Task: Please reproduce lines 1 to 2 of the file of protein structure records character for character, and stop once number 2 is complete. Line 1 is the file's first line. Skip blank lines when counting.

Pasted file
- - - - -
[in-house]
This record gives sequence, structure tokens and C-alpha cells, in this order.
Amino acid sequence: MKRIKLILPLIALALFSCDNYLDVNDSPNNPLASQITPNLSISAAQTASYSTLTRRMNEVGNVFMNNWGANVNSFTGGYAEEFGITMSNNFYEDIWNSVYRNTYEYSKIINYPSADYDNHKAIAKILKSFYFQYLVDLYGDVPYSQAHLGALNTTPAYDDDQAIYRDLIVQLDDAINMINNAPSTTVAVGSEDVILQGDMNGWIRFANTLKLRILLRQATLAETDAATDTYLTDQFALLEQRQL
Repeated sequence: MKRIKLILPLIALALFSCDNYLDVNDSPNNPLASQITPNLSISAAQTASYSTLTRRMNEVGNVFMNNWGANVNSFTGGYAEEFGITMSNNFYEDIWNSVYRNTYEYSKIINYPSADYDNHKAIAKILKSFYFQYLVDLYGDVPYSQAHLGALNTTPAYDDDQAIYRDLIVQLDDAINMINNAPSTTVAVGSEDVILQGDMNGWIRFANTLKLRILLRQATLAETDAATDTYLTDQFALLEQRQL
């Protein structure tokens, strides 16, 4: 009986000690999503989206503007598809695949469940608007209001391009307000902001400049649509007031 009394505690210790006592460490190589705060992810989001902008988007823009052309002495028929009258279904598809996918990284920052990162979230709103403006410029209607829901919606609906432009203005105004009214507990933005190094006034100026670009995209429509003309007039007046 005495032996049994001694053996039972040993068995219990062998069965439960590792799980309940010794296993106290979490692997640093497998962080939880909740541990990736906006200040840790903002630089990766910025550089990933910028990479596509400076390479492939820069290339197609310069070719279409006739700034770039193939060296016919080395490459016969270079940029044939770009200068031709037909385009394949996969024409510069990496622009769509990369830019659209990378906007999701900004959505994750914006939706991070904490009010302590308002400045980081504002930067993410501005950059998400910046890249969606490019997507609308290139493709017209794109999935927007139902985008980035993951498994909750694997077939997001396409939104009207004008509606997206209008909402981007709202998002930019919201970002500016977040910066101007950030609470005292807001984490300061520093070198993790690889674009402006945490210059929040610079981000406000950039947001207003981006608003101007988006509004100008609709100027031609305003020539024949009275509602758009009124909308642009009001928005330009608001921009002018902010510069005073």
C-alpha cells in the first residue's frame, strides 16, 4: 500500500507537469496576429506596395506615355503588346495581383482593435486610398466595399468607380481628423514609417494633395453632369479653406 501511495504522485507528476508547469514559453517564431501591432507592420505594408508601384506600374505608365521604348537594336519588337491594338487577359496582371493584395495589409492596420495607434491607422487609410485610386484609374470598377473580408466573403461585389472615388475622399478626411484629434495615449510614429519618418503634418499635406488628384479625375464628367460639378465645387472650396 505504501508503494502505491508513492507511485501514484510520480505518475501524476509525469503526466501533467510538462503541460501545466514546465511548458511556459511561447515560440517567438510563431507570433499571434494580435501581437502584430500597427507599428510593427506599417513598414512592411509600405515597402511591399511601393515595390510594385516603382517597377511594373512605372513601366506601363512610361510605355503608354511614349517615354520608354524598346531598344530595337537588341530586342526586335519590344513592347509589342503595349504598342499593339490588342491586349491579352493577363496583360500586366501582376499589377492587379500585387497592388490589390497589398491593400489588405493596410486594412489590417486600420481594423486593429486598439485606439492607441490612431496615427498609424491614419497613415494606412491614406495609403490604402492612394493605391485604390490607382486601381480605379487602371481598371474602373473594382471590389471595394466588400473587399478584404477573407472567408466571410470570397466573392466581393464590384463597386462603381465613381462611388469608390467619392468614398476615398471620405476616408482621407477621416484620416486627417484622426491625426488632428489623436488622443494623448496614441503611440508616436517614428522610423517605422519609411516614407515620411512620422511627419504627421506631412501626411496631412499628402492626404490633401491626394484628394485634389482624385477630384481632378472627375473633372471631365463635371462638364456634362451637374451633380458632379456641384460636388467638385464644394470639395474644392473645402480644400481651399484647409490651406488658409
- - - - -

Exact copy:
[in-house]
This record gives sequence, structure tokens and C-alpha cells, in this order.